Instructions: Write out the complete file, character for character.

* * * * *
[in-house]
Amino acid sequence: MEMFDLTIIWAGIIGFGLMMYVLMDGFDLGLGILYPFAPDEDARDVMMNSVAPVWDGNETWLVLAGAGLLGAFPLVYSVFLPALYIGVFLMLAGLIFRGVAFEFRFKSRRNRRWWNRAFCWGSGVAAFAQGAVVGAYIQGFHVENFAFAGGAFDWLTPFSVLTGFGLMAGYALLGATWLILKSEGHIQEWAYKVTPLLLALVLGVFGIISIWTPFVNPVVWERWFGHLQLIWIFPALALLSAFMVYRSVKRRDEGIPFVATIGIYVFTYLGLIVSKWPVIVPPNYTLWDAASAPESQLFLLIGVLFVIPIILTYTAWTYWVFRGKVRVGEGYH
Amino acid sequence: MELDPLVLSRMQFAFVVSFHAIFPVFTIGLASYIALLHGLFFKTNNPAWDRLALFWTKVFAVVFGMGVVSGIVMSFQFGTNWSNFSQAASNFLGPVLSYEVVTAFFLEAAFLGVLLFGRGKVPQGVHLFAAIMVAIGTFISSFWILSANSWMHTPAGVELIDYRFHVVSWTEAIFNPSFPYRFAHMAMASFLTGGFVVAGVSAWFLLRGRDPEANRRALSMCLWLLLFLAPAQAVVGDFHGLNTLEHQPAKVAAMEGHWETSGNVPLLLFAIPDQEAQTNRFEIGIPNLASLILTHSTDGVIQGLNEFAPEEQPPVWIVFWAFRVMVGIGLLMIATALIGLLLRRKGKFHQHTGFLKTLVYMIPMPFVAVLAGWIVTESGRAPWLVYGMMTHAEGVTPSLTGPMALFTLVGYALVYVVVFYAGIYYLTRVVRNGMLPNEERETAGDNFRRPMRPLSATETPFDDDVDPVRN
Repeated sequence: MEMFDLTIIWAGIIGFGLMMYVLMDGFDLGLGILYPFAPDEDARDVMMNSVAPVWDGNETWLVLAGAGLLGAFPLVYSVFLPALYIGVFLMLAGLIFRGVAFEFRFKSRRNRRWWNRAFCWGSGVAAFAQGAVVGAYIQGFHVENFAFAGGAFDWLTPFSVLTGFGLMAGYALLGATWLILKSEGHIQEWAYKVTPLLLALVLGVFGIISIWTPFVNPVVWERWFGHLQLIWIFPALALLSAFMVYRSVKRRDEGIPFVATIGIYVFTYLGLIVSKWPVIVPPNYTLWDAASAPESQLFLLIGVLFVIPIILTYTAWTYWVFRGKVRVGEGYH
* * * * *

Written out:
[in-house]
Amino acid sequence: MEMFDLTIIWAGIIGFGLMMYVLMDGFDLGLGILYPFAPDEDARDVMMNSVAPVWDGNETWLVLAGAGLLGAFPLVYSVFLPALYIGVFLMLAGLIFRGVAFEFRFKSRRNRRWWNRAFCWGSGVAAFAQGAVVGAYIQGFHVENFAFAGGAFDWLTPFSVLTGFGLMAGYALLGATWLILKSEGHIQEWAYKVTPLLLALVLGVFGIISIWTPFVNPVVWERWFGHLQLIWIFPALALLSAFMVYRSVKRRDEGIPFVATIGIYVFTYLGLIVSKWPVIVPPNYTLWDAASAPESQLFLLIGVLFVIPIILTYTAWTYWVFRGKVRVGEGYH
Amino acid sequence: MELDPLVLSRMQFAFVVSFHAIFPVFTIGLASYIALLHGLFFKTNNPAWDRLALFWTKVFAVVFGMGVVSGIVMSFQFGTNWSNFSQAASNFLGPVLSYEVVTAFFLEAAFLGVLLFGRGKVPQGVHLFAAIMVAIGTFISSFWILSANSWMHTPAGVELIDYRFHVVSWTEAIFNPSFPYRFAHMAMASFLTGGFVVAGVSAWFLLRGRDPEANRRALSMCLWLLLFLAPAQAVVGDFHGLNTLEHQPAKVAAMEGHWETSGNVPLLLFAIPDQEAQTNRFEIGIPNLASLILTHSTDGVIQGLNEFAPEEQPPVWIVFWAFRVMVGIGLLMIATALIGLLLRRKGKFHQHTGFLKTLVYMIPMPFVAVLAGWIVTESGRAPWLVYGMMTHAEGVTPSLTGPMALFTLVGYALVYVVVFYAGIYYLTRVVRNGMLPNEERETAGDNFRRPMRPLSATETPFDDDVDPVRN
Repeated sequence: MEMFDLTIIWAGIIGFGLMMYVLMDGFDLGLGILYPFAPDEDARDVMMNSVAPVWDGNETWLVLAGAGLLGAFPLVYSVFLPALYIGVFLMLAGLIFRGVAFEFRFKSRRNRRWWNRAFCWGSGVAAFAQGAVVGAYIQGFHVENFAFAGGAFDWLTPFSVLTGFGLMAGYALLGATWLILKSEGHIQEWAYKVTPLLLALVLGVFGIISIWTPFVNPVVWERWFGHLQLIWIFPALALLSAFMVYRSVKRRDEGIPFVATIGIYVFTYLGLIVSKWPVIVPPNYTLWDAASAPESQLFLLIGVLFVIPIILTYTAWTYWVFRGKVRVGEGYH